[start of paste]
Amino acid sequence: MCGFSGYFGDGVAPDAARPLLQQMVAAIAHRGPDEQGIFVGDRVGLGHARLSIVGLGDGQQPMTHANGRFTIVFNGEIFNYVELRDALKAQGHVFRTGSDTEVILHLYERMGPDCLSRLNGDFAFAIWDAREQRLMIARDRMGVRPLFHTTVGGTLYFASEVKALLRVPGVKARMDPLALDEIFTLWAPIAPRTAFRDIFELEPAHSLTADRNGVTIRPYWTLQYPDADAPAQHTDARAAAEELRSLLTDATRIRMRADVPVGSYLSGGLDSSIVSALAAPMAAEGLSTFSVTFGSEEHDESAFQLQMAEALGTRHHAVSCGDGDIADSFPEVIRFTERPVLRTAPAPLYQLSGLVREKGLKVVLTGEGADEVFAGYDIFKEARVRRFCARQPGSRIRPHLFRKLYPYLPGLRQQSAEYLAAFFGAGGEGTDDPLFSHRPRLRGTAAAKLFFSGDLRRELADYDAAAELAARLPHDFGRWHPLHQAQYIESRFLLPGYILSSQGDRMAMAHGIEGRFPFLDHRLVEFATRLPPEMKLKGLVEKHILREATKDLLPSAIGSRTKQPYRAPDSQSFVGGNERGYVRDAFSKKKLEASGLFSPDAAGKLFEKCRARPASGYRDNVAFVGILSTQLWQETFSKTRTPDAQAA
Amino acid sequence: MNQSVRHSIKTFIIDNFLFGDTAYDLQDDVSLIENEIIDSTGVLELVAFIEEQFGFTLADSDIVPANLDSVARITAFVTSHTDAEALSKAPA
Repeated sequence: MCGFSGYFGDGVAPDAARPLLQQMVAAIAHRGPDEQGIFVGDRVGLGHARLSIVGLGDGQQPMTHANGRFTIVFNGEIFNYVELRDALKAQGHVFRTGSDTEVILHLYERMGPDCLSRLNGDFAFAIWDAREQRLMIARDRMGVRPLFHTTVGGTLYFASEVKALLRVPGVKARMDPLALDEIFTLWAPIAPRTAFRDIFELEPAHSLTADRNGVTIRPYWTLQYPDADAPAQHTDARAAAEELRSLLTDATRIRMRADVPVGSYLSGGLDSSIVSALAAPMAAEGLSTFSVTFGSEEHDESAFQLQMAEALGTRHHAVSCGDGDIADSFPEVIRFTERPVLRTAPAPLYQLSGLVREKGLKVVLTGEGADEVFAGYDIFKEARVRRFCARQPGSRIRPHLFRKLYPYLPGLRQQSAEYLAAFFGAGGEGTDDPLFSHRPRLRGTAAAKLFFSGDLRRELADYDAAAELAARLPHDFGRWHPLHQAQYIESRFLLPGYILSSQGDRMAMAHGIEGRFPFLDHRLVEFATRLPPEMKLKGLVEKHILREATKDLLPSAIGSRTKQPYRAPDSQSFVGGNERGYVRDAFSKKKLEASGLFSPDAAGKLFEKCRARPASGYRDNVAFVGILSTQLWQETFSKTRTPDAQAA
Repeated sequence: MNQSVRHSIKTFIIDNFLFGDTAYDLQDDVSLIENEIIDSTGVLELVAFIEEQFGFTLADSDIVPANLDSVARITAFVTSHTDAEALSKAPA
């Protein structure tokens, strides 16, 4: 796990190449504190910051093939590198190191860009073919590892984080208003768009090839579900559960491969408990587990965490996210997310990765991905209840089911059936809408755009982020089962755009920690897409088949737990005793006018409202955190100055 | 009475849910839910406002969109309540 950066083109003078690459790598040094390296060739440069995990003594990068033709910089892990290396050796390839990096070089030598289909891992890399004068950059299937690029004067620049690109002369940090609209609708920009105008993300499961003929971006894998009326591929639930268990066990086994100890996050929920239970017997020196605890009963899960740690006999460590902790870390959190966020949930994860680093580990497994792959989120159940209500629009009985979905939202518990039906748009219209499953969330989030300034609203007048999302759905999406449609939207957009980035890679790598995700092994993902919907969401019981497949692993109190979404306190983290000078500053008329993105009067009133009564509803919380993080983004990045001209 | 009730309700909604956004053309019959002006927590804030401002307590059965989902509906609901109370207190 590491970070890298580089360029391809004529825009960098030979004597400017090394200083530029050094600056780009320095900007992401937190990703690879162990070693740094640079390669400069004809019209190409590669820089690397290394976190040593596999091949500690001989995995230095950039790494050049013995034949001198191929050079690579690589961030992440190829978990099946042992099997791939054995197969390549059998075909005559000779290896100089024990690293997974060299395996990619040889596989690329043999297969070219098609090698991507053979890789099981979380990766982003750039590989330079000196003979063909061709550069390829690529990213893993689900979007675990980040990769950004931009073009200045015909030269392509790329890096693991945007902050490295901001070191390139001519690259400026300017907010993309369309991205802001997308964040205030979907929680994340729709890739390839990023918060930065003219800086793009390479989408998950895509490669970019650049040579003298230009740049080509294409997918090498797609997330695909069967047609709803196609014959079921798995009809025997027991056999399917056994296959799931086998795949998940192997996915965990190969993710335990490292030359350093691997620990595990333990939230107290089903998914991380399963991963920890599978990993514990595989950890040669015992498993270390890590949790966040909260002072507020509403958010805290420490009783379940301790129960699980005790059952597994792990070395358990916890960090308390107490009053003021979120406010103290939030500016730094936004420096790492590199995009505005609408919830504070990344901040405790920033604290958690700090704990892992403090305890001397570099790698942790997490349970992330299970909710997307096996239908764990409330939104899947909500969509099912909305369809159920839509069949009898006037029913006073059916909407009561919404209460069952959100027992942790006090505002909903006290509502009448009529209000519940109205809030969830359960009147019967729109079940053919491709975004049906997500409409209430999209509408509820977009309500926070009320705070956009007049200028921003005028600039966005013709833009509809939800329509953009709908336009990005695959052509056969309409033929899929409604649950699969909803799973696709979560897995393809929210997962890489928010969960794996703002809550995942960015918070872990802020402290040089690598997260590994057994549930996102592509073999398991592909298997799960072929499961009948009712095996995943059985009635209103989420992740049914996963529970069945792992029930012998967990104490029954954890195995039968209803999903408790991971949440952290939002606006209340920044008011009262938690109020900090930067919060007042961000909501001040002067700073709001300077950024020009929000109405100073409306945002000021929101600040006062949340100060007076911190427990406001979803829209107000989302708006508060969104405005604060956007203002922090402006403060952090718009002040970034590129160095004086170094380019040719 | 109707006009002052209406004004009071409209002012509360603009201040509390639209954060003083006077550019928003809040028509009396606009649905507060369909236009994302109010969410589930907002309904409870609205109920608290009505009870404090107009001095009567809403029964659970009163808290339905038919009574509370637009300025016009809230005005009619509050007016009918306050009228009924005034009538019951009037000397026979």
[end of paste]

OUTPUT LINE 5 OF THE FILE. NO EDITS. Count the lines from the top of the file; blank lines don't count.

């Protein structure tokens, strides 16, 4: 796990190449504190910051093939590198190191860009073919590892984080208003768009090839579900559960491969408990587990965490996210997310990765991905209840089911059936809408755009982020089962755009920690897409088949737990005793006018409202955190100055 | 009475849910839910406002969109309540 950066083109003078690459790598040094390296060739440069995990003594990068033709910089892990290396050796390839990096070089030598289909891992890399004068950059299937690029004067620049690109002369940090609209609708920009105008993300499961003929971006894998009326591929639930268990066990086994100890996050929920239970017997020196605890009963899960740690006999460590902790870390959190966020949930994860680093580990497994792959989120159940209500629009009985979905939202518990039906748009219209499953969330989030300034609203007048999302759905999406449609939207957009980035890679790598995700092994993902919907969401019981497949692993109190979404306190983290000078500053008329993105009067009133009564509803919380993080983004990045001209 | 009730309700909604956004053309019959002006927590804030401002307590059965989902509906609901109370207190 590491970070890298580089360029391809004529825009960098030979004597400017090394200083530029050094600056780009320095900007992401937190990703690879162990070693740094640079390669400069004809019209190409590669820089690397290394976190040593596999091949500690001989995995230095950039790494050049013995034949001198191929050079690579690589961030992440190829978990099946042992099997791939054995197969390549059998075909005559000779290896100089024990690293997974060299395996990619040889596989690329043999297969070219098609090698991507053979890789099981979380990766982003750039590989330079000196003979063909061709550069390829690529990213893993689900979007675990980040990769950004931009073009200045015909030269392509790329890096693991945007902050490295901001070191390139001519690259400026300017907010993309369309991205802001997308964040205030979907929680994340729709890739390839990023918060930065003219800086793009390479989408998950895509490669970019650049040579003298230009740049080509294409997918090498797609997330695909069967047609709803196609014959079921798995009809025997027991056999399917056994296959799931086998795949998940192997996915965990190969993710335990490292030359350093691997620990595990333990939230107290089903998914991380399963991963920890599978990993514990595989950890040669015992498993270390890590949790966040909260002072507020509403958010805290420490009783379940301790129960699980005790059952597994792990070395358990916890960090308390107490009053003021979120406010103290939030500016730094936004420096790492590199995009505005609408919830504070990344901040405790920033604290958690700090704990892992403090305890001397570099790698942790997490349970992330299970909710997307096996239908764990409330939104899947909500969509099912909305369809159920839509069949009898006037029913006073059916909407009561919404209460069952959100027992942790006090505002909903006290509502009448009529209000519940109205809030969830359960009147019967729109079940053919491709975004049906997500409409209430999209509408509820977009309500926070009320705070956009007049200028921003005028600039966005013709833009509809939800329509953009709908336009990005695959052509056969309409033929899929409604649950699969909803799973696709979560897995393809929210997962890489928010969960794996703002809550995942960015918070872990802020402290040089690598997260590994057994549930996102592509073999398991592909298997799960072929499961009948009712095996995943059985009635209103989420992740049914996963529970069945792992029930012998967990104490029954954890195995039968209803999903408790991971949440952290939002606006209340920044008011009262938690109020900090930067919060007042961000909501001040002067700073709001300077950024020009929000109405100073409306945002000021929101600040006062949340100060007076911190427990406001979803829209107000989302708006508060969104405005604060956007203002922090402006403060952090718009002040970034590129160095004086170094380019040719 | 109707006009002052209406004004009071409209002012509360603009201040509390639209954060003083006077550019928003809040028509009396606009649905507060369909236009994302109010969410589930907002309904409870609205109920608290009505009870404090107009001095009567809403029964659970009163808290339905038919009574509370637009300025016009809230005005009619509050007016009918306050009228009924005034009538019951009037000397026979």